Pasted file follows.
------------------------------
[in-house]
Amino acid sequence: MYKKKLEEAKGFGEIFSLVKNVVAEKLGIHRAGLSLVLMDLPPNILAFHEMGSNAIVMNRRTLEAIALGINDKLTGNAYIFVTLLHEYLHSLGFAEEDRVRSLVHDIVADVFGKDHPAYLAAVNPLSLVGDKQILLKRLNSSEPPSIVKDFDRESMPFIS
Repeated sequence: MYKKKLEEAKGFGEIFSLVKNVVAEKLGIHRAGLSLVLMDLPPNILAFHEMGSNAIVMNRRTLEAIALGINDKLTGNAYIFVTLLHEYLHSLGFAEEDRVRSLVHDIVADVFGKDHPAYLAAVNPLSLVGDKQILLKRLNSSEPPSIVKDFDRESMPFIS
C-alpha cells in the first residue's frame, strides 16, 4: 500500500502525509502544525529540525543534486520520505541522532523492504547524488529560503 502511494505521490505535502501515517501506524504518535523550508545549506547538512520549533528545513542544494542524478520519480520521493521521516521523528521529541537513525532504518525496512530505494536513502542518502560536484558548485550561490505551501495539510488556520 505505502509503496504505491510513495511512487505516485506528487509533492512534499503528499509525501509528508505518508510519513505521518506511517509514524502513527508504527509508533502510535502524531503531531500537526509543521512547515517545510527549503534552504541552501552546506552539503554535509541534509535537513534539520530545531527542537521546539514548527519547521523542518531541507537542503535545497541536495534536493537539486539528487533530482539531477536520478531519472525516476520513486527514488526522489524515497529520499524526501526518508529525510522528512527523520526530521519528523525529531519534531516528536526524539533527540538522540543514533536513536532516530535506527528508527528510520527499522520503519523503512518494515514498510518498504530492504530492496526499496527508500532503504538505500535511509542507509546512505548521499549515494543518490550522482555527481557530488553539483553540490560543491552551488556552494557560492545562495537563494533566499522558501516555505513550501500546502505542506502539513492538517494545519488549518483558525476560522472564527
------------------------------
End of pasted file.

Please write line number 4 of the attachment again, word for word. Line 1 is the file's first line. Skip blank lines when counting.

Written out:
C-alpha cells in the first residue's frame, strides 16, 4: 500500500502525509502544525529540525543534486520520505541522532523492504547524488529560503 502511494505521490505535502501515517501506524504518535523550508545549506547538512520549533528545513542544494542524478520519480520521493521521516521523528521529541537513525532504518525496512530505494536513502542518502560536484558548485550561490505551501495539510488556520 505505502509503496504505491510513495511512487505516485506528487509533492512534499503528499509525501509528508505518508510519513505521518506511517509514524502513527508504527509508533502510535502524531503531531500537526509543521512547515517545510527549503534552504541552501552546506552539503554535509541534509535537513534539520530545531527542537521546539514548527519547521523542518531541507537542503535545497541536495534536493537539486539528487533530482539531477536520478531519472525516476520513486527514488526522489524515497529520499524526501526518508529525510522528512527523520526530521519528523525529531519534531516528536526524539533527540538522540543514533536513536532516530535506527528508527528510520527499522520503519523503512518494515514498510518498504530492504530492496526499496527508500532503504538505500535511509542507509546512505548521499549515494543518490550522482555527481557530488553539483553540490560543491552551488556552494557560492545562495537563494533566499522558501516555505513550501500546502505542506502539513492538517494545519488549518483558525476560522472564527